March 30, 2023

Travels Around Europe: Part Two

Travels Around Europe: Part Two

Summer 2011 consisted of many things for me, but the best by far was a trip around France, Italy and the Netherlands. Travelling around Europe by train for a month with my boyfriend has left me with so many fantastic memories and I have been lucky enough to see the most beautiful places, some of which I am determined to return to one day. Here are a few brief notes from my time abroad and I hope that my experiences and photographs encourage you to visit these places and enjoy them as much as I did.


ITALY: La Spezia

From Genoa, our last port of call, we took a short train ride (1 hour) to the bustling city of La Spezia. We stayed at a gorgeous guesthouse in the centre of the city, called La Tartaruga Doralice (50€ per night, double room). There was a shared kitchen and living area, and our double room was spacious with a balcony overlooking the large market square. Despite being in the city centre and right next to the market, it was relatively quiet, and it was a joy being able to grab some fresh fruit for breakfast and see the huge variety of foods on offer.






The one thing we were determined to do whilst in La Spezia was the Cinque Terre hike. You have to buy a Cinque Terre card to walk along the trail (5€ for a one day card). On the hike, you pass through five delightful villages overlooking the beautiful coastline. It is a popular tourist destination, and was very busy when we went in mid-June. Although it didn’t detract from the whole experience and it was actually quite nice to have people encouraging you to keep on going up the hundreds of steps(!), I imagine it would have been more relaxing outside of the tourist season. It is difficult to access the Cinque Terre by car, and I recommend taking the train – a far easier option as it also runs between each village, and good for when your legs start to ache or if a part of the trail is closed as it was when we were there. The track between Manarola and Riomaggiore is called the Via Dell’Amore (Lover’s Walk) and is the easiest part of the hike. Along this part of the hike are hundreds and hundreds of padlocks, all with lover’s names on, attached to wire and fences along the path – all very romantic! The houses nestled in to the hillside, the stunning views and the charm of the local villages make this an essential stop on your travels around Italy.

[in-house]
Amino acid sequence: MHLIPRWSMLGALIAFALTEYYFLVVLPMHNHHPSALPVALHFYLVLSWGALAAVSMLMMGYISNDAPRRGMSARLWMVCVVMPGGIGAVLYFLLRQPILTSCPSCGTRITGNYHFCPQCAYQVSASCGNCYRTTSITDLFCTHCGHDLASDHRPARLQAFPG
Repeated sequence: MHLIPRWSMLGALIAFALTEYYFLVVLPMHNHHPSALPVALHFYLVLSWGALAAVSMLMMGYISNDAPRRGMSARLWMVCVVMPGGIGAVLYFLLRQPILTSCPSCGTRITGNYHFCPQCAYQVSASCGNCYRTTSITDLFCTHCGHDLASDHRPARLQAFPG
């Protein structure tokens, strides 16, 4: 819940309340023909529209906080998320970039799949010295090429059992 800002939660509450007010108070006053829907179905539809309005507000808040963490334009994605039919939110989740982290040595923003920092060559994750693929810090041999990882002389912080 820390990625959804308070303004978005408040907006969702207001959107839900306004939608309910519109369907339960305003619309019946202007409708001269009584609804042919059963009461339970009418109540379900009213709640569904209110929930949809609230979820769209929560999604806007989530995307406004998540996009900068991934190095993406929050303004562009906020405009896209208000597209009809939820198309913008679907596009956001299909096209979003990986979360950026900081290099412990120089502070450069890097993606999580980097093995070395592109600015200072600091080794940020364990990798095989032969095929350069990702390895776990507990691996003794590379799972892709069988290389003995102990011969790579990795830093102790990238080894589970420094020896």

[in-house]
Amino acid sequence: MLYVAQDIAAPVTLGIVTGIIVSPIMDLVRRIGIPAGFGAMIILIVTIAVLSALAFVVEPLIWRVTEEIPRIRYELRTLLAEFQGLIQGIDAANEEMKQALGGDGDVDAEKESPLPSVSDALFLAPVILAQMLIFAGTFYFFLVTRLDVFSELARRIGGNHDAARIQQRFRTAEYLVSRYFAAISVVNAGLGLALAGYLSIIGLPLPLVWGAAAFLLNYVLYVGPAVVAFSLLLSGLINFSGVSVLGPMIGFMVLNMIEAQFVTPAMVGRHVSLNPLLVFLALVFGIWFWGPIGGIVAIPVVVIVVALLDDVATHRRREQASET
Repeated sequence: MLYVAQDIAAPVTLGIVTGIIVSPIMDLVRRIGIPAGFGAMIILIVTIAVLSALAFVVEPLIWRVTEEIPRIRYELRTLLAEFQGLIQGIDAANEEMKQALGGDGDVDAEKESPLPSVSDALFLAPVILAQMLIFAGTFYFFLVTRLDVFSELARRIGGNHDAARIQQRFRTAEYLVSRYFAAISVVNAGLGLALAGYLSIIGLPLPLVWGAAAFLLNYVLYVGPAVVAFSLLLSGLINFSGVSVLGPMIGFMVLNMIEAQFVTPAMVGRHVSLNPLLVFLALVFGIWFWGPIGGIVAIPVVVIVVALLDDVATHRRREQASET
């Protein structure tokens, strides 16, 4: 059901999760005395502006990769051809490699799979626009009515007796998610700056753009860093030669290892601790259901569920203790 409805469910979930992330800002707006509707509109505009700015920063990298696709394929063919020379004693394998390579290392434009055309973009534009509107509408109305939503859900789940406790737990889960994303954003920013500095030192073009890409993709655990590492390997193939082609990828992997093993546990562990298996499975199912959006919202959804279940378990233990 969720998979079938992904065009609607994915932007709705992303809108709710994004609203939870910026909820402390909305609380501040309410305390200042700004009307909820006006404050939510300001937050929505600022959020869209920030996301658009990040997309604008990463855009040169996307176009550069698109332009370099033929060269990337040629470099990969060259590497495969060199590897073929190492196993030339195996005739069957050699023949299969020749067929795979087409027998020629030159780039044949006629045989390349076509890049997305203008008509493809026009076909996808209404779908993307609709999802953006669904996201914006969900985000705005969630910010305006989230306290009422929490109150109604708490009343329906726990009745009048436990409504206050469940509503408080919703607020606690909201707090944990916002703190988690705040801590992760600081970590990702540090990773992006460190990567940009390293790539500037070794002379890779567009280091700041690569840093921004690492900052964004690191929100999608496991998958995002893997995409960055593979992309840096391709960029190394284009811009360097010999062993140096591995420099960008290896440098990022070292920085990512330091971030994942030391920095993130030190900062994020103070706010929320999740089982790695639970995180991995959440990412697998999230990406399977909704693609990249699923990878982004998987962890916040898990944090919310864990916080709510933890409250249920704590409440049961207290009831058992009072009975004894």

ITALY: Lucca

Lucca, by far the most beautiful place I visited on my travels around Europe, was a wonderful place to stay and well worth visiting for more than a day (which is all we had time for unfortunately!) The city is surrounded by walls and filled with stunning towers looking far and wide over the city to the mountains surrounding it. We climbed many towers, including the Torre Guinigi, a red brick tower with trees growing at the top of it. It is a marvelous sight; both the tower itself and the view you get once you have climbed the stairs and reached the top. The Duomo di San Martino (shown in the image above) is also a great place to visit.





Lucca is the birthplace of many composers including Giacomo Puccini, of whom there is a bronze statue in a square at Corte San Lorenzo. We also had some of the best food we’ve ever tasted in Lucca – a rabbit and polenta stew for my boyfriend, and a vegetable soup for myself. They sound simple but the flavours were incredible! There is endless exploring to do in Lucca, and sitting atop the city walls in a pretty park afterwards is a perfect way to end the day.

ITALY: Florence